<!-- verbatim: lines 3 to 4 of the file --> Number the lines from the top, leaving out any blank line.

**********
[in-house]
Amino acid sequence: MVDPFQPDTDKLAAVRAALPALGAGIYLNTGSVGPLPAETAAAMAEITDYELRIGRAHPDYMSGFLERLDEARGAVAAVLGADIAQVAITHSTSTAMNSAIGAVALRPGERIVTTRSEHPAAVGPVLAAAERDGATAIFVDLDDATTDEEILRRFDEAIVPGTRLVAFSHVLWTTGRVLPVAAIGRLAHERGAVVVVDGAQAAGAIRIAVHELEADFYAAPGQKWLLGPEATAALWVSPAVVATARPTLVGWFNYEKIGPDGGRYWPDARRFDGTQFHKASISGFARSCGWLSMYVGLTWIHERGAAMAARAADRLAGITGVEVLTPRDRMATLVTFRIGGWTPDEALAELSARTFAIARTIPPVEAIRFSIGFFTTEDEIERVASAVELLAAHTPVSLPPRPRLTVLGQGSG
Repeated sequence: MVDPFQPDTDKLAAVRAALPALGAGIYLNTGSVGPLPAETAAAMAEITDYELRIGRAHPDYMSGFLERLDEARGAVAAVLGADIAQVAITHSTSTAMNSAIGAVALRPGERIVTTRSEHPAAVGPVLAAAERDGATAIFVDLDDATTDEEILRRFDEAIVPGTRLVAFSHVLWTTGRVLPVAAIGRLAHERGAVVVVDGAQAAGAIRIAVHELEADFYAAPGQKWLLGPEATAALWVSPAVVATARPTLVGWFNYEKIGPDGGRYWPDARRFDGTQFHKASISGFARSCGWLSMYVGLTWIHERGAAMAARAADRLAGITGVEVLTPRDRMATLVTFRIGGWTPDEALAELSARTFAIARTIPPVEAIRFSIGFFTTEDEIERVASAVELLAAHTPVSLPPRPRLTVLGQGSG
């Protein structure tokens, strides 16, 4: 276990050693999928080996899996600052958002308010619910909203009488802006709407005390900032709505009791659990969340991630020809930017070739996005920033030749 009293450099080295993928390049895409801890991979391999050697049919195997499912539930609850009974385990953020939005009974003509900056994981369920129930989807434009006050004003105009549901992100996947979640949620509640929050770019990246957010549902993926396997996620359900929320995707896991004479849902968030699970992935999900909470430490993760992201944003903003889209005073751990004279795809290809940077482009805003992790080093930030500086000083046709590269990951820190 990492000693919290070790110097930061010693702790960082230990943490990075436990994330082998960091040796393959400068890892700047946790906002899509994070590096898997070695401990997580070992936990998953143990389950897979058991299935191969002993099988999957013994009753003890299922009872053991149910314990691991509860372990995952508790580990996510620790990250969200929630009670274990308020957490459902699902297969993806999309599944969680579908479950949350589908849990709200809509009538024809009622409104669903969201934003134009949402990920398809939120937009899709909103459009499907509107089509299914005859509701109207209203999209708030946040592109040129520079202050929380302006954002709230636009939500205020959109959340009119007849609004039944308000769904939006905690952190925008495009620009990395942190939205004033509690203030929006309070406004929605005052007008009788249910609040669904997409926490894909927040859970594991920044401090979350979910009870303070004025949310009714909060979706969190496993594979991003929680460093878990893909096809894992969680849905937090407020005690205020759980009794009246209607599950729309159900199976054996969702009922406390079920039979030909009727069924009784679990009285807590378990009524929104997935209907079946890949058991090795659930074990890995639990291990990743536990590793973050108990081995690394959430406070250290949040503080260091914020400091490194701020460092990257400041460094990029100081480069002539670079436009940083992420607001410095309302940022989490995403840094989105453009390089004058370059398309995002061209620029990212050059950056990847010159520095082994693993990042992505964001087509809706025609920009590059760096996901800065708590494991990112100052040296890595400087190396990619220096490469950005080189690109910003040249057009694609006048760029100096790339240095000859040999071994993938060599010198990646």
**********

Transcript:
Repeated sequence: MVDPFQPDTDKLAAVRAALPALGAGIYLNTGSVGPLPAETAAAMAEITDYELRIGRAHPDYMSGFLERLDEARGAVAAVLGADIAQVAITHSTSTAMNSAIGAVALRPGERIVTTRSEHPAAVGPVLAAAERDGATAIFVDLDDATTDEEILRRFDEAIVPGTRLVAFSHVLWTTGRVLPVAAIGRLAHERGAVVVVDGAQAAGAIRIAVHELEADFYAAPGQKWLLGPEATAALWVSPAVVATARPTLVGWFNYEKIGPDGGRYWPDARRFDGTQFHKASISGFARSCGWLSMYVGLTWIHERGAAMAARAADRLAGITGVEVLTPRDRMATLVTFRIGGWTPDEALAELSARTFAIARTIPPVEAIRFSIGFFTTEDEIERVASAVELLAAHTPVSLPPRPRLTVLGQGSG
């Protein structure tokens, strides 16, 4: 276990050693999928080996899996600052958002308010619910909203009488802006709407005390900032709505009791659990969340991630020809930017070739996005920033030749 009293450099080295993928390049895409801890991979391999050697049919195997499912539930609850009974385990953020939005009974003509900056994981369920129930989807434009006050004003105009549901992100996947979640949620509640929050770019990246957010549902993926396997996620359900929320995707896991004479849902968030699970992935999900909470430490993760992201944003903003889209005073751990004279795809290809940077482009805003992790080093930030500086000083046709590269990951820190 990492000693919290070790110097930061010693702790960082230990943490990075436990994330082998960091040796393959400068890892700047946790906002899509994070590096898997070695401990997580070992936990998953143990389950897979058991299935191969002993099988999957013994009753003890299922009872053991149910314990691991509860372990995952508790580990996510620790990250969200929630009670274990308020957490459902699902297969993806999309599944969680579908479950949350589908849990709200809509009538024809009622409104669903969201934003134009949402990920398809939120937009899709909103459009499907509107089509299914005859509701109207209203999209708030946040592109040129520079202050929380302006954002709230636009939500205020959109959340009119007849609004039944308000769904939006905690952190925008495009620009990395942190939205004033509690203030929006309070406004929605005052007008009788249910609040669904997409926490894909927040859970594991920044401090979350979910009870303070004025949310009714909060979706969190496993594979991003929680460093878990893909096809894992969680849905937090407020005690205020759980009794009246209607599950729309159900199976054996969702009922406390079920039979030909009727069924009784679990009285807590378990009524929104997935209907079946890949058991090795659930074990890995639990291990990743536990590793973050108990081995690394959430406070250290949040503080260091914020400091490194701020460092990257400041460094990029100081480069002539670079436009940083992420607001410095309302940022989490995403840094989105453009390089004058370059398309995002061209620029990212050059950056990847010159520095082994693993990042992505964001087509809706025609920009590059760096996901800065708590494991990112100052040296890595400087190396990619220096490469950005080189690109910003040249057009694609006048760029100096790339240095000859040999071994993938060599010198990646």